By Jayette Bolinski | Illinois Watchdog
SPRINGFIELD – A catastrophic pension-fund collapse may be what Illinoisans need to understand the urgency of pension reform, House Republican leader Rep. Tom Cross said Tuesday.
“I think folks in this state and around the country don’t think it could happen to them. They say, ‘That happens in Europe. That happens in faraway places. That’s not going to happen here,’” said Cross of Oswego.
“Well, when you’re at $130 billion of unfunded liability, I’d say it’s pretty real. And I think perhaps until something dramatic happens, we may not do anything in a real substantive way. It’s a difficult conversation, but it’s not one that’s going to go away.”
Cross spoke with reporters before a House Pension Investments Committee hearing in Chicago. The $130 billion figure he cited is Moody’s revised estimate of what Illinois’ unfunded liability is, based on assumptions about rates of return. Moody’s says the assumption that the state’s retirement systems could achieve an 8.5 percent rate of return is not realistic and that the rate is more like 5.5 percent.
During Tuesday’s hearing, lawmakers learned about new accounting guidelines set by the Governmental Accounting Standards Board, the agency that oversees government pension accounting. The new guidelines could cause Illinois’ unfunded-liability figure to balloon.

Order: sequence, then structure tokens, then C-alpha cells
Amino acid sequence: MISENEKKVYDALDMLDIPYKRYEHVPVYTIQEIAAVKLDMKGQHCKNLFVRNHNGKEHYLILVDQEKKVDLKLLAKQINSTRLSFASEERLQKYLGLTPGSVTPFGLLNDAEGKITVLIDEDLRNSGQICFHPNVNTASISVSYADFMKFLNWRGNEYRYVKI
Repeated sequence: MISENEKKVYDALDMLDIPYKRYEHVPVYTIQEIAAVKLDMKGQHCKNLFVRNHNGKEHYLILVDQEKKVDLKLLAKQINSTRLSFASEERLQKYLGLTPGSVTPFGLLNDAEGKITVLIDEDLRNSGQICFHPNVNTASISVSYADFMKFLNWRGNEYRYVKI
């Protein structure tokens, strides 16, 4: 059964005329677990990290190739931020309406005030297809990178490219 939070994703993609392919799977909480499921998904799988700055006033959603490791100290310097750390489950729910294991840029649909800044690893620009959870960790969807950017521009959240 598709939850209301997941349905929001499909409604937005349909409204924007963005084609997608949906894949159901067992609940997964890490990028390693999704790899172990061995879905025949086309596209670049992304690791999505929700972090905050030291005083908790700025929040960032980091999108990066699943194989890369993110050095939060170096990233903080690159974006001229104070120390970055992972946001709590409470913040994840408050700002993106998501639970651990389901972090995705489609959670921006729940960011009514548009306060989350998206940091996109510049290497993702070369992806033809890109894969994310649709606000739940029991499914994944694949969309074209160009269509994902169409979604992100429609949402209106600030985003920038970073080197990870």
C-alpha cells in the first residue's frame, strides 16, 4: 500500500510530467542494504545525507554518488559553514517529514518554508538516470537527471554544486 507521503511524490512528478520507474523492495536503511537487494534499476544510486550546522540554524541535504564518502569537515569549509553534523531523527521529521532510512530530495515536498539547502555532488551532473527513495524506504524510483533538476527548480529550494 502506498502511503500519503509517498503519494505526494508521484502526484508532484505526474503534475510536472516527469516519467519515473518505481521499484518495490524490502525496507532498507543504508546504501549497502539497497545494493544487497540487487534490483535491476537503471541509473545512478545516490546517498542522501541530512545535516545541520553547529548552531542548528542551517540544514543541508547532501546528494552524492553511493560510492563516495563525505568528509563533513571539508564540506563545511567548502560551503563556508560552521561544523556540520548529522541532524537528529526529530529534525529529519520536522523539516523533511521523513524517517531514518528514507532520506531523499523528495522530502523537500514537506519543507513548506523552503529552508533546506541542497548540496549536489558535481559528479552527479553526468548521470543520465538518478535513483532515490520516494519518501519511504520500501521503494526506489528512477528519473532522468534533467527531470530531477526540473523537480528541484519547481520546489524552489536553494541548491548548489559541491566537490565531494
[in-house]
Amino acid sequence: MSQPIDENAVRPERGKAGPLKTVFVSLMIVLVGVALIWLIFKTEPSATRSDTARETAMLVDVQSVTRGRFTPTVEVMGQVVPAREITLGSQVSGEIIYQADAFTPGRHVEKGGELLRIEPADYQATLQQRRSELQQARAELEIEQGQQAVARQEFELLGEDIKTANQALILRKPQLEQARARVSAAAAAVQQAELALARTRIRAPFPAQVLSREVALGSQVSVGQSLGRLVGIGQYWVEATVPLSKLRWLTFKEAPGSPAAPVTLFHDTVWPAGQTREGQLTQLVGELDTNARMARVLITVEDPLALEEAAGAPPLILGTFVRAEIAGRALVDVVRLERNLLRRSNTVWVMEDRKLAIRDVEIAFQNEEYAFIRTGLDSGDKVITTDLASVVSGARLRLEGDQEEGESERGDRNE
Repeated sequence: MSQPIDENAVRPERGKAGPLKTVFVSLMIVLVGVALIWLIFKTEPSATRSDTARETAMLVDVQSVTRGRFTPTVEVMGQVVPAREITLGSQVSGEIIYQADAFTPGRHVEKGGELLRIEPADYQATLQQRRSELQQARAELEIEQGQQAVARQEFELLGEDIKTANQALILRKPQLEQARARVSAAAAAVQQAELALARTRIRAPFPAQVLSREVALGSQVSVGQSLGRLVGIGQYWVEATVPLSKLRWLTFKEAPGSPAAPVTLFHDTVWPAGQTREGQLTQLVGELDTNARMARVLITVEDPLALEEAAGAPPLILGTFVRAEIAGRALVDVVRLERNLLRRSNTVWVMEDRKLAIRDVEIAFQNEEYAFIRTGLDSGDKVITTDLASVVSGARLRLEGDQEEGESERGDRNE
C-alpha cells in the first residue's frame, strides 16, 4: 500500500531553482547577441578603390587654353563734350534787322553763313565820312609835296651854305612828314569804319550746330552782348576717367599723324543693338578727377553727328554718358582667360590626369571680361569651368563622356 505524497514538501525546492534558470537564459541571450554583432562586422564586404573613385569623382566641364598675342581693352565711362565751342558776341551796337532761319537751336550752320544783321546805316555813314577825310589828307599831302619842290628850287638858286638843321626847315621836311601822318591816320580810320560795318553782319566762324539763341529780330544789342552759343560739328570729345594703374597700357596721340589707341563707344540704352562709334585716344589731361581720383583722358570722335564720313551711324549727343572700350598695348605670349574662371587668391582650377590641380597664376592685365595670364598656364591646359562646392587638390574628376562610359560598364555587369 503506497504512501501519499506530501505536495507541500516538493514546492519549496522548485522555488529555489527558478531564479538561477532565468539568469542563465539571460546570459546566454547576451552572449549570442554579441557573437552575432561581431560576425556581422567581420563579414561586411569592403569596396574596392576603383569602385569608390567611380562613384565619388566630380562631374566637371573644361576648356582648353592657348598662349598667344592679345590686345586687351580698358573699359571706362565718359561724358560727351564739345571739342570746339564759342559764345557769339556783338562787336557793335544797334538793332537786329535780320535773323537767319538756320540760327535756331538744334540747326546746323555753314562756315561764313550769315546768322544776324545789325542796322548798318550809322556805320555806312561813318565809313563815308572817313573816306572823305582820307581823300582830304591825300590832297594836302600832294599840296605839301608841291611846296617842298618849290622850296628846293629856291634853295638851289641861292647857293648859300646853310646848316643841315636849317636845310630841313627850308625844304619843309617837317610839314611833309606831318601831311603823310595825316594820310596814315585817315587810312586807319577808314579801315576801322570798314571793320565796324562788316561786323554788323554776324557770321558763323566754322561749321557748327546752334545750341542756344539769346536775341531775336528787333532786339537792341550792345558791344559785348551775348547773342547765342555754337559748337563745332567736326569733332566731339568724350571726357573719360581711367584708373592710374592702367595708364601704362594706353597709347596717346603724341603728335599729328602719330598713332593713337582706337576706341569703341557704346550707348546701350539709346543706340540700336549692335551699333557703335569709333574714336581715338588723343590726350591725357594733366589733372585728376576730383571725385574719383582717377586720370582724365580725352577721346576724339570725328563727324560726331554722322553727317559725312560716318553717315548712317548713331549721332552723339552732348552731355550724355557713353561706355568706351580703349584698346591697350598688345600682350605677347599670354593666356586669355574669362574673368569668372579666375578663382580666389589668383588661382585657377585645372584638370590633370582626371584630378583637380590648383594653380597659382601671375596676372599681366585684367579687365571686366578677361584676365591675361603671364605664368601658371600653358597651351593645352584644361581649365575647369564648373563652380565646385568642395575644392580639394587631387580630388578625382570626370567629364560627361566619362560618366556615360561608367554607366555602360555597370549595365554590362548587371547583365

Josh McGee, with the Laura and John Arnold Foundation, a Texas-based nonprofit organization, told lawmakers GASB no longer will recommend pension funding levels, making it more incumbent upon legislatures to come up with a sound plan for addressing unfunded liabilities. He also noted that a state’s ability to make its debt payments is the biggest factor in a state’s bond rating.
McGee also urged lawmakers to take action to not only responsibly pay down the state’s pension debt but also to “fix the leaky system going forward.”
House and Senate lawmakers will be in Springfield Friday for a special session to address pension reform. Gov. Pat Quinn summoned the lawmakers back but has not said how long he intends to keep them.
Cross wants to see Quinn keep lawmakers in special session for as long as it takes.
“I would encourage him if nothing happens Friday, to call us back. If he wants to call us back Saturday, Sunday, Monday, Tuesday or Wednesday, we really don’t care. We’ll go back,” Cross said, adding that reform needs to happen now, not after the November election. “People are going to yell and scream and they’re going to complain. It’ll be chaotic down there (in Springfield). But my approach is you put us in a room, lock the (door) and when we’re done you let us out.”
Cross seemed lukewarm to a proposal pitched Monday by We Are One Illinois, a consortium of unions representing state employees. The group says workers would pay more toward their retirement costs if the state promises to pay its portion as required, closes some corporate tax loopholes to boost revenue, and exempts already-retired state workers from pension changes.
“I think it’s good they’re throwing things out there. I don’t think it goes far enough. I would have liked to have seen something in a little more substantive way and a lot sooner,” Cross said.
“I don’t think that at the end of the day — as much as I think it would be nice to say we’ve got an agreement on pension reform — I don’t think that realistically is going to happen. That doesn’t mean anybody’s bad. It’s just hard for folks to agree to this kind of issue. It’s very controversial and it has an impact on folks.”